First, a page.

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The North Wind

The North Wind

The North Wind

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Katarina Rothhorn
Katarina Rothhorn
Features Writer

The first message I ever sent from my Northern Michigan University sanctioned email was to the editor-in-chief of the North Wind asking if there was any way I could join the staff. Classes hadn't even...

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The North Wind is an independent student publication serving the Northern Michigan University community. It is partially funded by the Student Activity Fee. The North Wind digital paper is published daily during the fall and winter semesters except on university holidays and during exam weeks. The North Wind Board of Directors is composed of representatives of the student body, faculty, administration and area media.

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Gossip site causes stir with students, administrators

A controversial Web site that allows users to anonymously criticize other students has raised concern among Northern administrators.

Juicycampus.com is a site that allows college students to anonymously make posts about topics ranging from “favorite drunk food” to “biggest bitch on campus.”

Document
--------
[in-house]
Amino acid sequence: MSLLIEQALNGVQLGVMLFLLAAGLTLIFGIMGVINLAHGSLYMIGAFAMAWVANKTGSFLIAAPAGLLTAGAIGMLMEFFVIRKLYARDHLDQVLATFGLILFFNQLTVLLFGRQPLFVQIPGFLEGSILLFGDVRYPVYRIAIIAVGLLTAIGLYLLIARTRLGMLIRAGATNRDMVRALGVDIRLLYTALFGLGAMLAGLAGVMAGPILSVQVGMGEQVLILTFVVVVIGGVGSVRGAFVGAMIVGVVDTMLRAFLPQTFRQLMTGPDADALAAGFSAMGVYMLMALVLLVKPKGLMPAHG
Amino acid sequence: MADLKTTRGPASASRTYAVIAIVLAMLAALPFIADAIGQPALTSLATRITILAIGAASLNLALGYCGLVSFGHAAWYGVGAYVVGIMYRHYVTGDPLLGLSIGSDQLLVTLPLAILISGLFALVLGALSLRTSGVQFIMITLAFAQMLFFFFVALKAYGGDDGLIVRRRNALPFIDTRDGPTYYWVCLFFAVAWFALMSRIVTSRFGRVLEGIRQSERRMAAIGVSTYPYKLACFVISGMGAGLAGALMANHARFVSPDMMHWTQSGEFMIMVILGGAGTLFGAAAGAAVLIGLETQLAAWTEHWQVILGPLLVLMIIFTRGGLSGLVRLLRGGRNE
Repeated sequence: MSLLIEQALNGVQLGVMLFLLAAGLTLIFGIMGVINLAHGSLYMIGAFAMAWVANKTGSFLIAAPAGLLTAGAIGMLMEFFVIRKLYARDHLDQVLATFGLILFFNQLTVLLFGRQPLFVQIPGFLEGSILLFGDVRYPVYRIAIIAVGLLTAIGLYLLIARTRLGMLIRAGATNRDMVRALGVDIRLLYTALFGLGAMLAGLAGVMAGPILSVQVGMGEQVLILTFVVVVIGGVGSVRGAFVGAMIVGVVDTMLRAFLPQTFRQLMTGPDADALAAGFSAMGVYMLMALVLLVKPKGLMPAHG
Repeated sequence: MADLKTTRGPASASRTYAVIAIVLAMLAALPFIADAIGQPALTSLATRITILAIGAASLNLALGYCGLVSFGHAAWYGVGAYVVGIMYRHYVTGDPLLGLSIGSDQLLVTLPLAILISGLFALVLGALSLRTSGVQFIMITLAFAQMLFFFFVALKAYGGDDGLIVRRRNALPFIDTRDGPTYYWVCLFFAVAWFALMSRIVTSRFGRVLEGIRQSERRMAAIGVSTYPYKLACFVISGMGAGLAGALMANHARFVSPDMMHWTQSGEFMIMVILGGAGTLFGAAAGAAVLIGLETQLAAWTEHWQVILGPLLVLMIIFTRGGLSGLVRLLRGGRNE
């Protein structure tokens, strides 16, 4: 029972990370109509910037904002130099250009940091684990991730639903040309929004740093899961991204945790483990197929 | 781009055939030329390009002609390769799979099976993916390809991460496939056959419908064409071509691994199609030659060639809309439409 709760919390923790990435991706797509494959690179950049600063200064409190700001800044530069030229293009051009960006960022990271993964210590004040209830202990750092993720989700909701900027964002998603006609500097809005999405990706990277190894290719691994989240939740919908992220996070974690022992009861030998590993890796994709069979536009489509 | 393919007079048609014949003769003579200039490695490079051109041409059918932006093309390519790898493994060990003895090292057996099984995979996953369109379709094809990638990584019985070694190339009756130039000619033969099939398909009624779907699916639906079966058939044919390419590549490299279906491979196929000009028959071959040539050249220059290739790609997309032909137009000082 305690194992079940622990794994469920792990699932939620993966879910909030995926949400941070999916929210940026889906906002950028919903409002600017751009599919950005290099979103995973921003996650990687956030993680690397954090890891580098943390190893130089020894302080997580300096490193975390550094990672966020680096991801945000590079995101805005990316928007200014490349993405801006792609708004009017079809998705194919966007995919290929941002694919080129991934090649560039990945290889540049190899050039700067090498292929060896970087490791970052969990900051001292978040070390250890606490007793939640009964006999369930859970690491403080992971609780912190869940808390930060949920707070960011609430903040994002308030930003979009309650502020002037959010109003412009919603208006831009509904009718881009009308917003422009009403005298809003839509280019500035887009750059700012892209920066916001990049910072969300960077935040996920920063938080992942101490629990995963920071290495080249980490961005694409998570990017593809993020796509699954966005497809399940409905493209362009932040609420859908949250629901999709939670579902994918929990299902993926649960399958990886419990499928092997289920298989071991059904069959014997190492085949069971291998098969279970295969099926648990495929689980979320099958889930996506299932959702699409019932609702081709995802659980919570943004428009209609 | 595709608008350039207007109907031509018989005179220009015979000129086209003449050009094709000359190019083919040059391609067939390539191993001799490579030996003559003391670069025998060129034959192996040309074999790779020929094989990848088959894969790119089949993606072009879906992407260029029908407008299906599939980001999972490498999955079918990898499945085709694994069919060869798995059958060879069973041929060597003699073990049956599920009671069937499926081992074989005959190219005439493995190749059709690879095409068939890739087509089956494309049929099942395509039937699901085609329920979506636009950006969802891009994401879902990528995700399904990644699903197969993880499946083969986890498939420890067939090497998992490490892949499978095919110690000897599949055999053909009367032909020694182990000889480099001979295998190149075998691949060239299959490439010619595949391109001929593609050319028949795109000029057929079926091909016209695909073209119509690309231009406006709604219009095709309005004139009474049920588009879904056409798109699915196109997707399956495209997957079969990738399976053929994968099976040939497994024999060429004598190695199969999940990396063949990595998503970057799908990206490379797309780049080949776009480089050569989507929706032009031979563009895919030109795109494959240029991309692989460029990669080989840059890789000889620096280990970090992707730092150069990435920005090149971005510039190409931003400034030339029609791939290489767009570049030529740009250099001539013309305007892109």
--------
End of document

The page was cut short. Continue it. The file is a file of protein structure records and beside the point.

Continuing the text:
Students can then vote on whether they agree with the content, and reply to the post. The free nature of this site which allows people to post whatever they choose, including some offensive material, is causing frustration.

“(The posts) run the gamut from innocuous to insulting and disgusting. It doesn’t seem right that students can write what they want about people and remain anonymous. It seems cowardly,” said Christine Greer, dean of students at Northern.

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The anonymity of the site allows for many disrespectful things to be said without repercussions. Some posts single out an individual with subject lines that announce the person’s name, others ask people to name a person, proposing questions like “(Who are the) biggest sluts on campus?” Also, specific groups of people, based on race, gender or sexual orientation, are singled out.

There are several posts on that Web site that attack Hobie Webster, a senior political science and philosophy major and ASNMU president. On the site, anonymous students judge his ability as president and make personal comments about his character. One post even makes vague threats toward Webster: “Hobie, you better watch your self! I may be a random student that you don’t know, or someone you come into contact with several times a day, but I promise you this … You will pay for the shit you pull, but only time will tell how and when you will do so.”

Assistant Director of NMU Public Safety, Jeff Mincheff said he had no reason to believe the threat was an imminent one. Public Safety officials filed a report regardless.

Webster said he wasn’t bothered by the post about him, and even defended the right of people to post things anonymously.

“It doesn’t bother me what they say . People can say anything they’d like about me. If they want to say I’m doing a poor job, then obviously I’ll disagree, but they can say those things if they want,” Webster said.